A North Texas Asian American woman's company is working to empower refugee women through culinary training and education.
Jin-Ya Huang’s Dallas-based food company Break Bread, Break Borders is transforming lives and breaking barriers.
Huang said the organization helps refugee women from war-torn countries find jobs in the foodservice industry by offering training and helping them acquire a food handler’s permit and a food manager’s license certification.
Her mother, Margaret Mei-Ying Huang, was a chef and a community leader.
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When her mother died of cancer in 2015, Jin-Ya Huang found a way to honor her legacy by creating the social justice initiative.
“I was so devastated by her passing that I really needed to turn my grief into action,” Huang said.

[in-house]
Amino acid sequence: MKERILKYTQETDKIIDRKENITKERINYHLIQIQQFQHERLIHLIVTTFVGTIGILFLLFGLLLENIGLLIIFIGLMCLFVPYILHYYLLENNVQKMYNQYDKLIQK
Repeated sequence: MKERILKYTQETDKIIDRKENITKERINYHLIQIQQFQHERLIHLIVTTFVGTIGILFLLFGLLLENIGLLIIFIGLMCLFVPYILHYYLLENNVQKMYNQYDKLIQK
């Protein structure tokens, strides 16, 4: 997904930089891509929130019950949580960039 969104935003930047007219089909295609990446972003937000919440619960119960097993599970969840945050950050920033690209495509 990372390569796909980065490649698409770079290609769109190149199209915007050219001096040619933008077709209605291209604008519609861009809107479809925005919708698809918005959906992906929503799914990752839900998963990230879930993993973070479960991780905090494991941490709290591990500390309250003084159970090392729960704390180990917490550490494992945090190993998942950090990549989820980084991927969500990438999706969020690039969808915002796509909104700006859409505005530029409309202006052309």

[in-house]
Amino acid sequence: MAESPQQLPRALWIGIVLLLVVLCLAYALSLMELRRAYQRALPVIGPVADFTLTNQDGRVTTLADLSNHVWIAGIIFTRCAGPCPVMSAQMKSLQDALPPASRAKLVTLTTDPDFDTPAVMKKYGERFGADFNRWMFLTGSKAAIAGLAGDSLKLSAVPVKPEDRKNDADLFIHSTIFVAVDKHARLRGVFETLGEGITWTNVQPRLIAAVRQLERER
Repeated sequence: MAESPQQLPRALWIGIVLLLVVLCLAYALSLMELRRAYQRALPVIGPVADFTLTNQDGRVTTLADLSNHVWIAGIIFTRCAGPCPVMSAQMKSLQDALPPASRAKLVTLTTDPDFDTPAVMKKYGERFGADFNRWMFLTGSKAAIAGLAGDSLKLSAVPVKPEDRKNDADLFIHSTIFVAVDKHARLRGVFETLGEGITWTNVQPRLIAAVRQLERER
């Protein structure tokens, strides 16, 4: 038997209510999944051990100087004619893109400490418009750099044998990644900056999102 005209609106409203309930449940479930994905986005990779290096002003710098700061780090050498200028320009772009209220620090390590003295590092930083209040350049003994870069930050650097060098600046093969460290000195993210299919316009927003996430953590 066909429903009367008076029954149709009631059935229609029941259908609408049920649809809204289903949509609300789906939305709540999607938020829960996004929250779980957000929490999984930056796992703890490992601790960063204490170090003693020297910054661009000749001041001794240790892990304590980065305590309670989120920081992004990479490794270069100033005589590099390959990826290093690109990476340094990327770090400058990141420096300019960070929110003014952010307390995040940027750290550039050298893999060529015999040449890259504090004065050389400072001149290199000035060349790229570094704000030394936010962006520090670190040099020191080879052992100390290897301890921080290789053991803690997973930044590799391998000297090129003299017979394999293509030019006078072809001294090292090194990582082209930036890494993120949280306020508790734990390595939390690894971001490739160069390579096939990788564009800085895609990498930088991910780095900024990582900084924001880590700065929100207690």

Since its founding in 2017, Break Bread, Break Borders has given about two dozen women new opportunities to succeed.
“Cooking is a skill set. You can make this a job in America. And you can use food and sharing your culture, plus your storytelling as a form of education,” Huang said.
Huang grew up in Taiwan and moved to the U.S. when she was 13. She understands the challenges and cultural norms expected of Asian Americans.
“Asians are taught to keep our head down and not to make any waves. Get good grades, get good jobs, and do good, and that’s it,” Huang said.
Huang is an interdisciplinary artist who has created pieces that address racism and sexism. She is speaking out against social injustice by using her voice and her company.
Break Bread, Break Borders is cooking up community conversation -- and honoring a mother’s wisdom.
“My mom always taught us, 'Do the right thing, be a good neighbor, and practice kindness and compassion every day,'” Huang said.
National representatives from Truth, Racial Healing, and Transformation are hosting a virtual town hall Tuesday at 7 p.m. to address the Anti-Asian violence and support the AAPI community.
Huang said the Dallas chapter will be moderating. It will stream live here.